How much does it cost to create technical documentation, especially software documentation such as user manuals, online help files, screencasts, demos, and tutorials? How much time does it take to create technical documentation? How can the costs be estimated reliably?
User-friendly technical documentation (software documentation, software user assistance) makes your clients happy and minimizes your support costs. My goal is to find the optimum solution between these benefits on the one hand and the money that it costs to create the documentation on the other hand. Good documentation is expensive—poor documentation is even more expensive.
We’re sure you’d like to see some precise figures here. However, as projects can be very different, it’s hard to establish a general rule.
As a rule of thumb, the approximate amount of time required for writing software documentation is:
▪about 1 hour per page to revise an existing document
▪about 2 hours per page to write a new document
When hardware has to be documented and when complex drawings have to be made, the time required can be significantly higher.
For a professionally made screencast, the time required for storyboard development and production is about 1 up to 3 hours per minute playing time or even more—depending on the product and on your quality goals.
My rates are based on the specific professional requirements of a project. Please feel free to ask for an individual quote.
My quotes are always based on realistic estimates, not on best-case scenarios. Of course, we only charge for the hours that were actually spent on the project.
By the way: You shouldn’t trust any offer based on a price per page (the only exceptions: translations and proofreading). It’s much more user-friendly, but also much more challenging, to present the same information on “only” one page than to fill a dozen pages. Therefore, any price-per-page offer seriously penalizes user-friendly documentation and results in a conflict of interests.
I calculate times on the basis of 15-minute time intervals. So you don’t have to pay for any expensive rounding-off errors.
I provide the same terms and conditions to all clients, regardless of whether they are start-ups, mid-sized companies, or large corporations.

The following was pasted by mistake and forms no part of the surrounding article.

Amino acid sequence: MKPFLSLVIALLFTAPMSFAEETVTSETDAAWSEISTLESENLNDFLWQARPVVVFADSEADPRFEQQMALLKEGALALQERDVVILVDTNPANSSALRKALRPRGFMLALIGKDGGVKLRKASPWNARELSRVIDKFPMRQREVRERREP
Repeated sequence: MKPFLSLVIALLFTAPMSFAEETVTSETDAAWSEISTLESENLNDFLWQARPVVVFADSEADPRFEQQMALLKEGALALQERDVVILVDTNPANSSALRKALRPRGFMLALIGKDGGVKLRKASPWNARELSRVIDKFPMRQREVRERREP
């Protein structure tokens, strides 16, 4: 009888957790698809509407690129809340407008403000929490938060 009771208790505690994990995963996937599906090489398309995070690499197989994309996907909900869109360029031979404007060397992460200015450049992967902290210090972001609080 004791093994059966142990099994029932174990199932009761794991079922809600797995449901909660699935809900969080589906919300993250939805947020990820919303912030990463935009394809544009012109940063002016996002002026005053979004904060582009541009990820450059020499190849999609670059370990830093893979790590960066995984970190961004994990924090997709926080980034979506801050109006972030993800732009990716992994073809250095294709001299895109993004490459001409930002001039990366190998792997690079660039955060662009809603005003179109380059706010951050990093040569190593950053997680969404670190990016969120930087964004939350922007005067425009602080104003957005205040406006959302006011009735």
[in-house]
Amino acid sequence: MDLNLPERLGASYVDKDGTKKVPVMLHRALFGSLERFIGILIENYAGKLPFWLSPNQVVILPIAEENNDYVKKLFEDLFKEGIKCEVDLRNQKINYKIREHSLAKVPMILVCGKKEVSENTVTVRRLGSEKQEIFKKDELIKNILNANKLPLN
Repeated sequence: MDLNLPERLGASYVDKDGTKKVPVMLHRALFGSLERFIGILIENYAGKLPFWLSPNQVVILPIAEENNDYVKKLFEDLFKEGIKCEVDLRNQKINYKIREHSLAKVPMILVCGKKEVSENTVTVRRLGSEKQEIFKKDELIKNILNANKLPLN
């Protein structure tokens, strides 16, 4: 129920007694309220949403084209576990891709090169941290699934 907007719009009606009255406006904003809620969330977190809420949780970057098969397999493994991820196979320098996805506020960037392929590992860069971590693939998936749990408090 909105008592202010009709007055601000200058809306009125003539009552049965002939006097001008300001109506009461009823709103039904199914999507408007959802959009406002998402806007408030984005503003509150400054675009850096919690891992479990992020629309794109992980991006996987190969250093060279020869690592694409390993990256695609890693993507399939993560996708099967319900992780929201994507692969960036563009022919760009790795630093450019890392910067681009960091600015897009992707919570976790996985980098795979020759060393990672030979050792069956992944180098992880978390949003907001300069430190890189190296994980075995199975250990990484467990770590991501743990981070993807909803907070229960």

There are better alternatives, however. If your project is on a tight budget, we can find a smart solution that uses this budget wisely. For example, we can run an ABC analysis to pinpoint priorities, and we can then use the right tools to create the documentation efficiently.
„There’s hardly anything in the world that someone can’t make a little worse and sell a little cheaper …“ (John Ruskin, 1819-1900).
When choosing a documentation service provider, take into account:
▪A cheap, inexperienced technical writer needs longer to create your documents. Often, this already eats up any assumed savings.
▪An inexperienced technical writer costs you and your developers more time. You need to answer more questions and you need to correct more mistakes. Both costs money, too, and it can become nerve stretching.
▪Low-quality technical documentation doesn’t make your customers happy and thus results in fewer sales.
▪Low-quality technical documentation increases your support costs.
▪An experienced technical writer can write concise documents that are much shorter than those of an inexperienced technical writer are. This makes readers happy and lowers printing costs. What’s more, it also saves up to 30 percent of translation costs.
In the end, cheap documentation can become quite expensive. Think twice whether you can afford saving too much money.
By the way: Before charging me with their projects, many of my clients have a history of several failed attempts to set up their documentation properly …